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Mothers Healthcare

Mothers Healthcare

Looking After You and Your Baby’s Health During Your Baby’s 1t Year

The arrival of a new baby is a life-changing event and while you’re caring for your bundle of joy, it’s very easy to lose sight of your own needs. You may be experiencing pain and a rush of emotions, lack of sleep and physical changes to the body can trigger the “baby blues”. This a common condition in new mothers but a low mood can sometimes persist and become a more serious problem; women in conflicted relationships are at particularly high risk of developing postnatal depression.

Caring for the mental health of new mothers

Studies in the UK show that while childbirth is safer than ever before, maternal deaths from pre-existing conditions such as heart disease, epilepsy and mental illness still present a challenge. The risk is not just to mothers but also to their children: research by the National Perinatal Epidemiology Unit shows that maternal mental health problems are even more damaging to children than living in poverty.

After the birth of your baby, you may feel overwhelmed by emotions and changes to the body and will almost certainly be suffering from lack of sleep. Postnatal depression may be a very common condition but should never be ignored: if you suffer from a low mood for more than two weeks, seek advice from your midwife, health visitor or GP.

 

How important is nutritional nourishment after childbirth?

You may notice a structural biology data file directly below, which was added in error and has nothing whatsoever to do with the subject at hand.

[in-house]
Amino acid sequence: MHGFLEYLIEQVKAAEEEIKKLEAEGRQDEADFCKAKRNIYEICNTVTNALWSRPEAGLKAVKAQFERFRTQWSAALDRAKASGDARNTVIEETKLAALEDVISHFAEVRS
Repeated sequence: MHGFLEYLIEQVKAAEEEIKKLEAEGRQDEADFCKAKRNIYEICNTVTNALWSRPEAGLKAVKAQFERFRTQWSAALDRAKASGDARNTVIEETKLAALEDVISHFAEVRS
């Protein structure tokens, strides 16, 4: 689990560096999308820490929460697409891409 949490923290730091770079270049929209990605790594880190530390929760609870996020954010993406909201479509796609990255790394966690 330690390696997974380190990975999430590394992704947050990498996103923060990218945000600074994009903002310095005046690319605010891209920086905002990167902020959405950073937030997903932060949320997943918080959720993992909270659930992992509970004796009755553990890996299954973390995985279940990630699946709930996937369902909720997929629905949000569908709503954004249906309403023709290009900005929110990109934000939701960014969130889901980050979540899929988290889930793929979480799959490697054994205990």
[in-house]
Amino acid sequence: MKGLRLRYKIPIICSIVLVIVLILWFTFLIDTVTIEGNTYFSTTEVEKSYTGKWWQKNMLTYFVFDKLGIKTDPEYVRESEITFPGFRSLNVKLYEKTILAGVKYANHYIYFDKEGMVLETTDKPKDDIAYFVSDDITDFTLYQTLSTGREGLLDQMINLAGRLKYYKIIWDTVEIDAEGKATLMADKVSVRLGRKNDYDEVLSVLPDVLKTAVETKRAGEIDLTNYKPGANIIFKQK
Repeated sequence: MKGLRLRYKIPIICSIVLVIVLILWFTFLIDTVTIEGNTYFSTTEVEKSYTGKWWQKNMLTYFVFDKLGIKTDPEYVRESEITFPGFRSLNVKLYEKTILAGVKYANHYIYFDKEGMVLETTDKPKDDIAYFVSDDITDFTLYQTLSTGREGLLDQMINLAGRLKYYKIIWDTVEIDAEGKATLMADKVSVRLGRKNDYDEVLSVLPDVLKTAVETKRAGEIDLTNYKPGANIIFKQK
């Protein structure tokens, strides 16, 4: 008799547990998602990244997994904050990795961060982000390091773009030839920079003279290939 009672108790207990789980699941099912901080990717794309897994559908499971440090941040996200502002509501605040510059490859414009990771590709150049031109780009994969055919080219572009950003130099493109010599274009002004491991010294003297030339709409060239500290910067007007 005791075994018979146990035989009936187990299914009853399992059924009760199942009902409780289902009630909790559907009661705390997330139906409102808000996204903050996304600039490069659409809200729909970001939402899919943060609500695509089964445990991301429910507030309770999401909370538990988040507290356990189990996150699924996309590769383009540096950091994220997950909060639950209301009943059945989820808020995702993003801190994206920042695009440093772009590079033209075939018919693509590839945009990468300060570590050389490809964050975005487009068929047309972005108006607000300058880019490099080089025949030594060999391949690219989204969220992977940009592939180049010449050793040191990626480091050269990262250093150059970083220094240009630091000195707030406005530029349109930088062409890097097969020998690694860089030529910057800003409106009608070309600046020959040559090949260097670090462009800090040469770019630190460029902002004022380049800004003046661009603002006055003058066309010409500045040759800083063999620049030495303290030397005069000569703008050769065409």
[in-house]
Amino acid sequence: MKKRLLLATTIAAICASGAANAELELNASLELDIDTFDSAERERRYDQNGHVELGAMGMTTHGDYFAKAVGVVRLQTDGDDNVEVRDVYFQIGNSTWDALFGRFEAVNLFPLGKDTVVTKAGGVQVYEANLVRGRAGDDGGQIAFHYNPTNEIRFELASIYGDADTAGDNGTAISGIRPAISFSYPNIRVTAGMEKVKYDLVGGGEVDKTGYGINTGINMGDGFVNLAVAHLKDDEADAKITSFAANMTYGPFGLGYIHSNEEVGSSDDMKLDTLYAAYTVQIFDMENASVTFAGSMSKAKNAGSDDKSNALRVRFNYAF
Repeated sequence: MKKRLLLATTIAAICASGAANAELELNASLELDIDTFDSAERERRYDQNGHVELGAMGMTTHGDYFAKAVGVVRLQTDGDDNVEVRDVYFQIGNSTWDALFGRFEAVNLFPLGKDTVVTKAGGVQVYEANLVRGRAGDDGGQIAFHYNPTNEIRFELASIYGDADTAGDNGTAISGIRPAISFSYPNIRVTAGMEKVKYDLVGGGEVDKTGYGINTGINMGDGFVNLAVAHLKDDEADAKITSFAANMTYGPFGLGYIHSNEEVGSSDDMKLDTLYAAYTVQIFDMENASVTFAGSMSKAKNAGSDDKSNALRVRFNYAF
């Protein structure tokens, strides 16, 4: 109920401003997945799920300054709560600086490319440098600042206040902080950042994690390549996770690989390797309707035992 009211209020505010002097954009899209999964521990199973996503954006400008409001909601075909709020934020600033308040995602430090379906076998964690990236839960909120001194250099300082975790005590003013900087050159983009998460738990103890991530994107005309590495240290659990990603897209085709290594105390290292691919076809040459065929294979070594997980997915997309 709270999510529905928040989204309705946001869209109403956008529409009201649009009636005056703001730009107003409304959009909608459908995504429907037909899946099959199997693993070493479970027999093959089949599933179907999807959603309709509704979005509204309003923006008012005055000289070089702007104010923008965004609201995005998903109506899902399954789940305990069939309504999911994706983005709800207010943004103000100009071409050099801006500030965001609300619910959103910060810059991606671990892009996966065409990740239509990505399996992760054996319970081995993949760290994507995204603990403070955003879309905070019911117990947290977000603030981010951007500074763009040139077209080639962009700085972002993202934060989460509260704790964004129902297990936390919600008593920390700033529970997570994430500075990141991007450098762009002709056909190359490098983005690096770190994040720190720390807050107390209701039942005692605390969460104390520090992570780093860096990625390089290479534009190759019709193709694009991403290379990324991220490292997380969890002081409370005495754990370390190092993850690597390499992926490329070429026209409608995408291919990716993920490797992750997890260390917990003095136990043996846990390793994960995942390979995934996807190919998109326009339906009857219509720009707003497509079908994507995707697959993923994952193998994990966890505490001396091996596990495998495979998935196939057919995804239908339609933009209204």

Ensure a diet with adequate nutritional nourishment and vitamins, including plenty of fruit and vegetables; exercise as soon as you feel able and excess weight should gradually drop away. Use a Vitamin E oil to treat stretch marks and cellulite.

Breastfeeding is not only the best form of nourishment for your baby, it will also help you to lose weight. If you experience pain while breastfeeding, don’t hesitate to ask for advice.

Research by the NCT found that nearly half of women suffered urinary incontinence during and after pregnancy: at your six weeks check up, don’t be embarrassed to ask your midwife for advice.

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New Routine and Relationships

There are several things you can do to help you adjust to your new routine:

Talk things over with others – your partner and other family members are will be able to support you if they understand what you’re going through

  1. Make time for rest – take a nap when your baby does!
  2. Eat well and ensure you get enough vitamins and nutritional nourishment
  3. Exercise regularly in the open air whenever possible: this will not only help you to lose that cellulite but also lift your mood.
  4. Don’t try to be a “super mum” – accept help from others whenever possible

Everyone is different

If you are worried that you are suffering from postnatal depression, you should seek advice from you health visitor, midwife or doctor. Everyone is different and what works for you may not work for others: you may be prescribed medication or a course of Cognitive Behavioural Therapy (CBT).

Sources: NHS Choices, NCT, NPEU

                                                                                        mum